Written by Hadi Bah    PDF Print E-mail
For third term supporters, Sierra Leone president's name says it all
News - Politics

Putting aside his middle name Bai which means chief in the Temne language, if only supporters of President E. B. Koroma knew the history surrounding his first name, they will say it is proof that God wants him to stay in office for more than his constitutionally mandated two terms.

ebkAccording to the Dictionary of First Names by Kate Hanks, Patricia Hardcastle and Flavia Hodges, the name Ernest comes from eornost, an Old High German word which means, "serious business, battle to death." George I of England, a monarch of German origin is credited with introducing the name to the British Isles in the 18th century. The name has been associated with the adjective earnest which means "showing determination, sincerity and seriousness." Sheknows.com writes that people named Ernest tend to be "compassionate, passionate, intuitive, romantic.... and chose professions where they can serve humanity."

The most famous bearer of the name is Ernest Hemingway, the American writer. But Oscar Wilde, the Irish novelist, playwright and poet also wrote, "The Importance of Being Earnest" a play based on the name in which a character says, "There is something in that name that seems to inspire absolute confidence. I pity any poor woman whose husband is not called Ernest."

Will he or won't he? With a first and middle name that imply a man in charge, jittery civil society organizations have called upon President Koroma to repudiate a plea from his party's youth wing to run for a third term. The president's silence has pushed Social Media into overdrive and prompted suspicious Sierra Leoneans to brush aside his last pronouncements on the issue.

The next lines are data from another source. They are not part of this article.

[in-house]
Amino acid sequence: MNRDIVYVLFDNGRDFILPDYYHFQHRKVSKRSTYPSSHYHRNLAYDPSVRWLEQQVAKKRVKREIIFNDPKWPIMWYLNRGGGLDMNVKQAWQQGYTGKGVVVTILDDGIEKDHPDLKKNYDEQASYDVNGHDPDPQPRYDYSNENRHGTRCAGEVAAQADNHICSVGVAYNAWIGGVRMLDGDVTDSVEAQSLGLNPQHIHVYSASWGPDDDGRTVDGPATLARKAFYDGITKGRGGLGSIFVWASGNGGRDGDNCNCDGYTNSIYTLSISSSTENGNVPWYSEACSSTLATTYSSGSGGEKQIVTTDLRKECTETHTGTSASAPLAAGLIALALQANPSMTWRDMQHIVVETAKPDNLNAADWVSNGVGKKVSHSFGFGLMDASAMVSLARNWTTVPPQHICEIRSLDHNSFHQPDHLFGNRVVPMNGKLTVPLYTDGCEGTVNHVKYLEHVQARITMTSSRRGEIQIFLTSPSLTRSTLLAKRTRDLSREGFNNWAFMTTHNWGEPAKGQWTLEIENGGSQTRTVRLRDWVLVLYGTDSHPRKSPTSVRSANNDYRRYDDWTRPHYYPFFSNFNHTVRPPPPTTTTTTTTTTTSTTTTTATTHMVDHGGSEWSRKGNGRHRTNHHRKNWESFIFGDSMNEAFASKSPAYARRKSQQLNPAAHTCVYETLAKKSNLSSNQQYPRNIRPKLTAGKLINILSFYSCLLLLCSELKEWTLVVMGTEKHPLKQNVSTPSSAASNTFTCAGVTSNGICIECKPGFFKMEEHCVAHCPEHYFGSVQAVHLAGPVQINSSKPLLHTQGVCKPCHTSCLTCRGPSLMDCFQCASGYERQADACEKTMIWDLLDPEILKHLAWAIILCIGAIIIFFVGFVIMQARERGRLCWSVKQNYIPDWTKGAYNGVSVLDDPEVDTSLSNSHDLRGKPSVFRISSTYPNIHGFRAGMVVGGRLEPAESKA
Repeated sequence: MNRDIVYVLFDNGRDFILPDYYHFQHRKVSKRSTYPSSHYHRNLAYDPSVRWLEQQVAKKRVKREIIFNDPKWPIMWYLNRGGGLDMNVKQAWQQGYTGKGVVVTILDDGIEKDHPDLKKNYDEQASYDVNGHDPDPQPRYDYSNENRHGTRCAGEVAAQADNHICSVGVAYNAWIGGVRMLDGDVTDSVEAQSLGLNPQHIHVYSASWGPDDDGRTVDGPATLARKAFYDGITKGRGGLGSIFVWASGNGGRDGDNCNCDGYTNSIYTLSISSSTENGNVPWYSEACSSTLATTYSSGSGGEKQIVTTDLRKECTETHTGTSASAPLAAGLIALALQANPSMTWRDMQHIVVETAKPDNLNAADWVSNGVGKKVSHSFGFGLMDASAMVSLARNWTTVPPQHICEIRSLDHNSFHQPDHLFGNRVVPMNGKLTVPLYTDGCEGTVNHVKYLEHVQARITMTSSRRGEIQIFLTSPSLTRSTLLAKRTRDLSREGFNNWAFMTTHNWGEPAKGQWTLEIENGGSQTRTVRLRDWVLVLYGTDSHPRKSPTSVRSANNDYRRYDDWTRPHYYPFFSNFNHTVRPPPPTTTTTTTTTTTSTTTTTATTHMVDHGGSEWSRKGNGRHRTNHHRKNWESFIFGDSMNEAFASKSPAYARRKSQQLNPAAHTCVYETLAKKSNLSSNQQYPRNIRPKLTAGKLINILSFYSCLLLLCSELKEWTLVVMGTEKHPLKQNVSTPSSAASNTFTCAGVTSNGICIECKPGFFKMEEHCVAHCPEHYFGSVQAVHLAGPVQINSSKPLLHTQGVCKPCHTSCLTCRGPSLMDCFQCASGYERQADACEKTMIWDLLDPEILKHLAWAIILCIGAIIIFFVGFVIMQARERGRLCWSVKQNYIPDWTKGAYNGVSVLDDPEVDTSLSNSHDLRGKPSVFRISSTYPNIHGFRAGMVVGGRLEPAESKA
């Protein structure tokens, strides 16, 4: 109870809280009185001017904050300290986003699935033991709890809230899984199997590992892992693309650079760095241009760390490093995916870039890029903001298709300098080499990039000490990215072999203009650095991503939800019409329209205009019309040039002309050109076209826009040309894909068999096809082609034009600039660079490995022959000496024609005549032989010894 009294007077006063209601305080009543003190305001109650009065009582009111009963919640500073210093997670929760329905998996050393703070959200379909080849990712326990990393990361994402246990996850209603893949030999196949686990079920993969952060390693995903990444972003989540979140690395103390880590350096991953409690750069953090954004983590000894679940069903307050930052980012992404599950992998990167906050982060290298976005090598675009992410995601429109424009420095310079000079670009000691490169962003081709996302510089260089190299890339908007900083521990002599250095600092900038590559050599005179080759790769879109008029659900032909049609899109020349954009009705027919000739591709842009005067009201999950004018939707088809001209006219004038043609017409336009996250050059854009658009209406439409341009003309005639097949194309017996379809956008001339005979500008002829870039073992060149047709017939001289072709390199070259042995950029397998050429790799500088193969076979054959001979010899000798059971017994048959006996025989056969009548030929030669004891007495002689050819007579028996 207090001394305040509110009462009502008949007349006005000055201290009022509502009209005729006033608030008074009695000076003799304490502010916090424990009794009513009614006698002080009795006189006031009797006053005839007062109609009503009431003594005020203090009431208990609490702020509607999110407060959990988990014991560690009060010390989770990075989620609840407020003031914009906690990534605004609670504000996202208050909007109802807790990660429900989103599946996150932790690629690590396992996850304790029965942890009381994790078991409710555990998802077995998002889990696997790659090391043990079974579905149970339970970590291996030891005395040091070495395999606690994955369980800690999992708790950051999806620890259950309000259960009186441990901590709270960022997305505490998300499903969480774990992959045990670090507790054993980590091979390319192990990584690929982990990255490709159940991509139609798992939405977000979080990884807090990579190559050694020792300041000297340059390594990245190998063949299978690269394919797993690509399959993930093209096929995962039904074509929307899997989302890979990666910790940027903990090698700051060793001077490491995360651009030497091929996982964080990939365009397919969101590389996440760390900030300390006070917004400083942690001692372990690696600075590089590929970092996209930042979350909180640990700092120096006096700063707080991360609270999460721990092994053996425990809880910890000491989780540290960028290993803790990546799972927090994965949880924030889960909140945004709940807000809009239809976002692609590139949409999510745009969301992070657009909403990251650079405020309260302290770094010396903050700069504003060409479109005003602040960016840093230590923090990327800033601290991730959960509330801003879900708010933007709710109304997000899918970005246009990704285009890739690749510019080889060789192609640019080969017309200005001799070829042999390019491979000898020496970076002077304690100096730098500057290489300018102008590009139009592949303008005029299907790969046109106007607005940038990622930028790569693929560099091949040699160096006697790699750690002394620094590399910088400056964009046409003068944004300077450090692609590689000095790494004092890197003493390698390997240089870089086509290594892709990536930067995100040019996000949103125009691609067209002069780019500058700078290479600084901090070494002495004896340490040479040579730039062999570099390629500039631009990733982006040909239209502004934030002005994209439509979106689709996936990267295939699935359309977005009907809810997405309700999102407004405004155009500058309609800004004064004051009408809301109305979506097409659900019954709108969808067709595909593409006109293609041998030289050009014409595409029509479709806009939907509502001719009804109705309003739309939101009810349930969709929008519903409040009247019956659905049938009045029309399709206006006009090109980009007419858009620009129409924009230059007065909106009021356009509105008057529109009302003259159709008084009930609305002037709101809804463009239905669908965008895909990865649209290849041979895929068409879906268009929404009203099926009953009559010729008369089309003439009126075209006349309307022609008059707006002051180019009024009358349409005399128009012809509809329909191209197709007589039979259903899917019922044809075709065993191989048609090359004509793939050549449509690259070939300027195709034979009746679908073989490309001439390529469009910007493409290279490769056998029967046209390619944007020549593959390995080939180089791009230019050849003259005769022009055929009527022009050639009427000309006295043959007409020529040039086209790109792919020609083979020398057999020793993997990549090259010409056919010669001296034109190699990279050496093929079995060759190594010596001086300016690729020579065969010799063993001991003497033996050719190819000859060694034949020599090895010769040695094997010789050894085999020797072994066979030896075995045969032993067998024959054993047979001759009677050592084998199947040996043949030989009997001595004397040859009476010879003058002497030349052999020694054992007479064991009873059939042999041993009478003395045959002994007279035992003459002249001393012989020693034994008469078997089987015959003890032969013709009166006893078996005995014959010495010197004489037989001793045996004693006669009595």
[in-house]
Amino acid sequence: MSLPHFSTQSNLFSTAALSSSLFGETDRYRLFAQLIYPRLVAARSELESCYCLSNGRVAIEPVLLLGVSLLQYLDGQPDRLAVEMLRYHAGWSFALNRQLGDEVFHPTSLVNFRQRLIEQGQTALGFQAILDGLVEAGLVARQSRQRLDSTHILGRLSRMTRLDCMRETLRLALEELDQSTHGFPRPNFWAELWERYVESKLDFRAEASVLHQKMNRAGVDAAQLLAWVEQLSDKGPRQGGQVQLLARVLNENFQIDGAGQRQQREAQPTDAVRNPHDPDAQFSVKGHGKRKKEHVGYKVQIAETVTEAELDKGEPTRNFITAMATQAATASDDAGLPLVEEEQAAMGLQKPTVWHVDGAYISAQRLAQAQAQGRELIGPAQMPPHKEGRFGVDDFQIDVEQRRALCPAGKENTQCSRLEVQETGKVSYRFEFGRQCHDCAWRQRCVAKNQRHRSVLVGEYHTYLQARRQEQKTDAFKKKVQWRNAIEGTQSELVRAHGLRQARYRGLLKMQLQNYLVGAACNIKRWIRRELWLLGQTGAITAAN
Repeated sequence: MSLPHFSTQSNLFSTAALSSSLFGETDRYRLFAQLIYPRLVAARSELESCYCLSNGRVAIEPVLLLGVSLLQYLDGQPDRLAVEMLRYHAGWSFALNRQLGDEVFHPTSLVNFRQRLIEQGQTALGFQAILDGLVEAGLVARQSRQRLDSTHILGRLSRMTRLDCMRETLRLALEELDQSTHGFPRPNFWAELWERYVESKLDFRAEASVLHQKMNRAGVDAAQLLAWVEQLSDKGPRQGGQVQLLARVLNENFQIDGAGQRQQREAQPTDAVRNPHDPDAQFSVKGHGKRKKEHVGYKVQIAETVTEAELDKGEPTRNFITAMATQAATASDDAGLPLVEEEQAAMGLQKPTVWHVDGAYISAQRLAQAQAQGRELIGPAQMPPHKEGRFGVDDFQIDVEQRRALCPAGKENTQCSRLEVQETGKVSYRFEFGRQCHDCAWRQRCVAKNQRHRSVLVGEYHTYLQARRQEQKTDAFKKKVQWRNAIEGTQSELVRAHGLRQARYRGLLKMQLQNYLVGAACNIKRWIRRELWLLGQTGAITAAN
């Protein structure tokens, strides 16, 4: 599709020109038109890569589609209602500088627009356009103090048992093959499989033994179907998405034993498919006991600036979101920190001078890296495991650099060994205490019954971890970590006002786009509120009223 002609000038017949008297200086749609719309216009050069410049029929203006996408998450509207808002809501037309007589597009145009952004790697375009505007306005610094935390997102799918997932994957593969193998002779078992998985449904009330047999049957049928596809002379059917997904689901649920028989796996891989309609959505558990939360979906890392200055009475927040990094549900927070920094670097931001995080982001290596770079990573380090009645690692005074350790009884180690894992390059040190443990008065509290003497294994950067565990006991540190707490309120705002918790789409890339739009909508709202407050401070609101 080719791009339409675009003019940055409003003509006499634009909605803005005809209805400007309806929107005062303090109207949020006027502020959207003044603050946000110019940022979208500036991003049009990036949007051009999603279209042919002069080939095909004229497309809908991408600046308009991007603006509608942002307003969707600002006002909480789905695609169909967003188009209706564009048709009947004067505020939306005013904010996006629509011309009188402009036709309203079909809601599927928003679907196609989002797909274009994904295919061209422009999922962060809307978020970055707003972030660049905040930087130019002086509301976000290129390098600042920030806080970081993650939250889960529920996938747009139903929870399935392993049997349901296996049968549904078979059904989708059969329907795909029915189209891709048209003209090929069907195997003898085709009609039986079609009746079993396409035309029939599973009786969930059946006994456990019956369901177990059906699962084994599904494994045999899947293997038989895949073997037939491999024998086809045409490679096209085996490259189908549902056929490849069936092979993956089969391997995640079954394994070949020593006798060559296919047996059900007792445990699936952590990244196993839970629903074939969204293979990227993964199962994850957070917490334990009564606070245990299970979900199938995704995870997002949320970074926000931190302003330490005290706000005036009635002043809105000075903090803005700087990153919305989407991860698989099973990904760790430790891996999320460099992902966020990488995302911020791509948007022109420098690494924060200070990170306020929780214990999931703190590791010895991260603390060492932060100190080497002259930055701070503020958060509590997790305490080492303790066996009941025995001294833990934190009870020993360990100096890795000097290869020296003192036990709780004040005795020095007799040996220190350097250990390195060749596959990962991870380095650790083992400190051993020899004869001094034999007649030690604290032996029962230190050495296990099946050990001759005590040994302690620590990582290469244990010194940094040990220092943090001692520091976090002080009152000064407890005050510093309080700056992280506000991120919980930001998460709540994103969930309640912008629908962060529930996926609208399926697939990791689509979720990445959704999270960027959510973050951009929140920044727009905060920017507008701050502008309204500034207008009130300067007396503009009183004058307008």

But President Koroma is on record thanking Sierra Leoneans for giving him the opportunity to serve a second term and renouncing any third term ambitions. In 2010-11 when indicted former Ivorian President Laurent Gbagbo refused to relinquish power, President Koroma was among the African leaders then believed to have the democratic bona fides to negotiate a way out of the political crisis. Finally, his September 29 speech at the UN General Assembly included the words "accountable and democratic governance."

Will he or won't he? The man has said he won't, take his word for it. Now go worry about food, healthcare and education for Sierra Leoneans.